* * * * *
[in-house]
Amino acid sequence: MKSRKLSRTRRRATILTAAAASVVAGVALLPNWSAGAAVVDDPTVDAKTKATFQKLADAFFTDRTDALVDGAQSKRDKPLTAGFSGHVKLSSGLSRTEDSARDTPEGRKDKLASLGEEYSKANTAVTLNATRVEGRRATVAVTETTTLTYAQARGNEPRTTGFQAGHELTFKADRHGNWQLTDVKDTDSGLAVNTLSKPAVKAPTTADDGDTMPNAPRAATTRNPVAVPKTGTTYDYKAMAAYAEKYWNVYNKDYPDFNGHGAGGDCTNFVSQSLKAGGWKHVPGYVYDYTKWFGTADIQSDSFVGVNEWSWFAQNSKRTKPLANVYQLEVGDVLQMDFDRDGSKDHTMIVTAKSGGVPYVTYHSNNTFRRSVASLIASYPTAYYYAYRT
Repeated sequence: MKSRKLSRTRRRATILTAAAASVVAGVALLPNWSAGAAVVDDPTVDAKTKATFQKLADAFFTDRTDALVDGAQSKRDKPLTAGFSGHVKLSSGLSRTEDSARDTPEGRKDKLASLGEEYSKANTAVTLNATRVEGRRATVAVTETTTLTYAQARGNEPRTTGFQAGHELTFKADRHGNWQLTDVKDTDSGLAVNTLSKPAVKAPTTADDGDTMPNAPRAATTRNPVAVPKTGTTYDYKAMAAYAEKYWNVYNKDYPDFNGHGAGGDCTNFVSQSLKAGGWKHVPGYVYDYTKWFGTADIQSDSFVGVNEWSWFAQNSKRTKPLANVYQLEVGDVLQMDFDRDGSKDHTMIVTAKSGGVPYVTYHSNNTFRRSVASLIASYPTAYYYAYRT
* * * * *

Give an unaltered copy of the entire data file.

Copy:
[in-house]
Amino acid sequence: MKSRKLSRTRRRATILTAAAASVVAGVALLPNWSAGAAVVDDPTVDAKTKATFQKLADAFFTDRTDALVDGAQSKRDKPLTAGFSGHVKLSSGLSRTEDSARDTPEGRKDKLASLGEEYSKANTAVTLNATRVEGRRATVAVTETTTLTYAQARGNEPRTTGFQAGHELTFKADRHGNWQLTDVKDTDSGLAVNTLSKPAVKAPTTADDGDTMPNAPRAATTRNPVAVPKTGTTYDYKAMAAYAEKYWNVYNKDYPDFNGHGAGGDCTNFVSQSLKAGGWKHVPGYVYDYTKWFGTADIQSDSFVGVNEWSWFAQNSKRTKPLANVYQLEVGDVLQMDFDRDGSKDHTMIVTAKSGGVPYVTYHSNNTFRRSVASLIASYPTAYYYAYRT
Repeated sequence: MKSRKLSRTRRRATILTAAAASVVAGVALLPNWSAGAAVVDDPTVDAKTKATFQKLADAFFTDRTDALVDGAQSKRDKPLTAGFSGHVKLSSGLSRTEDSARDTPEGRKDKLASLGEEYSKANTAVTLNATRVEGRRATVAVTETTTLTYAQARGNEPRTTGFQAGHELTFKADRHGNWQLTDVKDTDSGLAVNTLSKPAVKAPTTADDGDTMPNAPRAATTRNPVAVPKTGTTYDYKAMAAYAEKYWNVYNKDYPDFNGHGAGGDCTNFVSQSLKAGGWKHVPGYVYDYTKWFGTADIQSDSFVGVNEWSWFAQNSKRTKPLANVYQLEVGDVLQMDFDRDGSKDHTMIVTAKSGGVPYVTYHSNNTFRRSVASLIASYPTAYYYAYRT